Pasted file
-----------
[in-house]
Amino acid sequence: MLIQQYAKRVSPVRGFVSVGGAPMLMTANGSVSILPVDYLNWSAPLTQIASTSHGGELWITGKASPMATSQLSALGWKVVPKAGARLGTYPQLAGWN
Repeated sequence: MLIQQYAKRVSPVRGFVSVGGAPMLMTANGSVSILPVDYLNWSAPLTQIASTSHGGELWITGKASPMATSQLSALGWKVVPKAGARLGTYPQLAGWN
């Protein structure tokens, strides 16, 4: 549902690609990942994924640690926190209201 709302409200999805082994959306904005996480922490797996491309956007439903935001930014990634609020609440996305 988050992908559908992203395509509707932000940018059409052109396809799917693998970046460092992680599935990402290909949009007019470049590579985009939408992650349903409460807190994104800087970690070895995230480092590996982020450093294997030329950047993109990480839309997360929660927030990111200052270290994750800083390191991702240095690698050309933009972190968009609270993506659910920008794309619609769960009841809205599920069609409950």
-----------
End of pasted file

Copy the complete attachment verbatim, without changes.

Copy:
[in-house]
Amino acid sequence: MLIQQYAKRVSPVRGFVSVGGAPMLMTANGSVSILPVDYLNWSAPLTQIASTSHGGELWITGKASPMATSQLSALGWKVVPKAGARLGTYPQLAGWN
Repeated sequence: MLIQQYAKRVSPVRGFVSVGGAPMLMTANGSVSILPVDYLNWSAPLTQIASTSHGGELWITGKASPMATSQLSALGWKVVPKAGARLGTYPQLAGWN
């Protein structure tokens, strides 16, 4: 549902690609990942994924640690926190209201 709302409200999805082994959306904005996480922490797996491309956007439903935001930014990634609020609440996305 988050992908559908992203395509509707932000940018059409052109396809799917693998970046460092992680599935990402290909949009007019470049590579985009939408992650349903409460807190994104800087970690070895995230480092590996982020450093294997030329950047993109990480839309997360929660927030990111200052270290994750800083390191991702240095690698050309933009972190968009609270993506659910920008794309619609769960009841809205599920069609409950």